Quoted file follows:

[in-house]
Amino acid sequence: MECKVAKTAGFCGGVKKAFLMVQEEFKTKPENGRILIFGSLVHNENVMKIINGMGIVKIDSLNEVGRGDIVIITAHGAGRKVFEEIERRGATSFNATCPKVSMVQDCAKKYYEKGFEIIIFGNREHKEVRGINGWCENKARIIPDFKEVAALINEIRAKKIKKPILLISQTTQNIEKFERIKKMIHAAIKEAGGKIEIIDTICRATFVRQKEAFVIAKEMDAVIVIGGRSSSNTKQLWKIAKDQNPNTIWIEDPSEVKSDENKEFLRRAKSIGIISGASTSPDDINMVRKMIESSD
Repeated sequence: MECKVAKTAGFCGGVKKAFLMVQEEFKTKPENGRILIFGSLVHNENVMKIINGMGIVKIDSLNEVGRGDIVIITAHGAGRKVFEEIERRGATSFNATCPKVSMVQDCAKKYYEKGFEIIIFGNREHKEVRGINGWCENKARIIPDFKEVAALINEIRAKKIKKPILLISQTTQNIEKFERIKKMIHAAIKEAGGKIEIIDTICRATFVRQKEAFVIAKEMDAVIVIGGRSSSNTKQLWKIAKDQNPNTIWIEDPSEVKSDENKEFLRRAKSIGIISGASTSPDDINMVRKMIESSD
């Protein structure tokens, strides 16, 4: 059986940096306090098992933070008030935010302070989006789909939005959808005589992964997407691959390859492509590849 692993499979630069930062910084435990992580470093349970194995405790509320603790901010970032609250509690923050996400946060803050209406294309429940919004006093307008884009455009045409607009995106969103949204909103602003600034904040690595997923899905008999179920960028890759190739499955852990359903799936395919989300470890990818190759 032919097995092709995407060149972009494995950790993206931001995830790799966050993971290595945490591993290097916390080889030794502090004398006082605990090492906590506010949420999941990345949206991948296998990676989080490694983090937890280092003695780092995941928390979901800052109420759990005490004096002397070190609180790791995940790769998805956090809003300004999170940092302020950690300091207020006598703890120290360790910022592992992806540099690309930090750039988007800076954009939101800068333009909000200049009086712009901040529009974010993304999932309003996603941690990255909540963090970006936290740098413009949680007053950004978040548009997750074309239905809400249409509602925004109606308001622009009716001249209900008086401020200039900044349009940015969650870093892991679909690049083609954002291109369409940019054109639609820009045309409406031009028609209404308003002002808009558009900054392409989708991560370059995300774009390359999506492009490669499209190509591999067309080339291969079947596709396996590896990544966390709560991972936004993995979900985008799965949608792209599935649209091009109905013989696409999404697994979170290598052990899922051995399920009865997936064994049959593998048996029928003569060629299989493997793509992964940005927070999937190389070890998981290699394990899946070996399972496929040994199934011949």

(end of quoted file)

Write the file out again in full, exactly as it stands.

[in-house]
Amino acid sequence: MECKVAKTAGFCGGVKKAFLMVQEEFKTKPENGRILIFGSLVHNENVMKIINGMGIVKIDSLNEVGRGDIVIITAHGAGRKVFEEIERRGATSFNATCPKVSMVQDCAKKYYEKGFEIIIFGNREHKEVRGINGWCENKARIIPDFKEVAALINEIRAKKIKKPILLISQTTQNIEKFERIKKMIHAAIKEAGGKIEIIDTICRATFVRQKEAFVIAKEMDAVIVIGGRSSSNTKQLWKIAKDQNPNTIWIEDPSEVKSDENKEFLRRAKSIGIISGASTSPDDINMVRKMIESSD
Repeated sequence: MECKVAKTAGFCGGVKKAFLMVQEEFKTKPENGRILIFGSLVHNENVMKIINGMGIVKIDSLNEVGRGDIVIITAHGAGRKVFEEIERRGATSFNATCPKVSMVQDCAKKYYEKGFEIIIFGNREHKEVRGINGWCENKARIIPDFKEVAALINEIRAKKIKKPILLISQTTQNIEKFERIKKMIHAAIKEAGGKIEIIDTICRATFVRQKEAFVIAKEMDAVIVIGGRSSSNTKQLWKIAKDQNPNTIWIEDPSEVKSDENKEFLRRAKSIGIISGASTSPDDINMVRKMIESSD
């Protein structure tokens, strides 16, 4: 059986940096306090098992933070008030935010302070989006789909939005959808005589992964997407691959390859492509590849 692993499979630069930062910084435990992580470093349970194995405790509320603790901010970032609250509690923050996400946060803050209406294309429940919004006093307008884009455009045409607009995106969103949204909103602003600034904040690595997923899905008999179920960028890759190739499955852990359903799936395919989300470890990818190759 032919097995092709995407060149972009494995950790993206931001995830790799966050993971290595945490591993290097916390080889030794502090004398006082605990090492906590506010949420999941990345949206991948296998990676989080490694983090937890280092003695780092995941928390979901800052109420759990005490004096002397070190609180790791995940790769998805956090809003300004999170940092302020950690300091207020006598703890120290360790910022592992992806540099690309930090750039988007800076954009939101800068333009909000200049009086712009901040529009974010993304999932309003996603941690990255909540963090970006936290740098413009949680007053950004978040548009997750074309239905809400249409509602925004109606308001622009009716001249209900008086401020200039900044349009940015969650870093892991679909690049083609954002291109369409940019054109639609820009045309409406031009028609209404308003002002808009558009900054392409989708991560370059995300774009390359999506492009490669499209190509591999067309080339291969079947596709396996590896990544966390709560991972936004993995979900985008799965949608792209599935649209091009109905013989696409999404697994979170290598052990899922051995399920009865997936064994049959593998048996029928003569060629299989493997793509992964940005927070999937190389070890998981290699394990899946070996399972496929040994199934011949």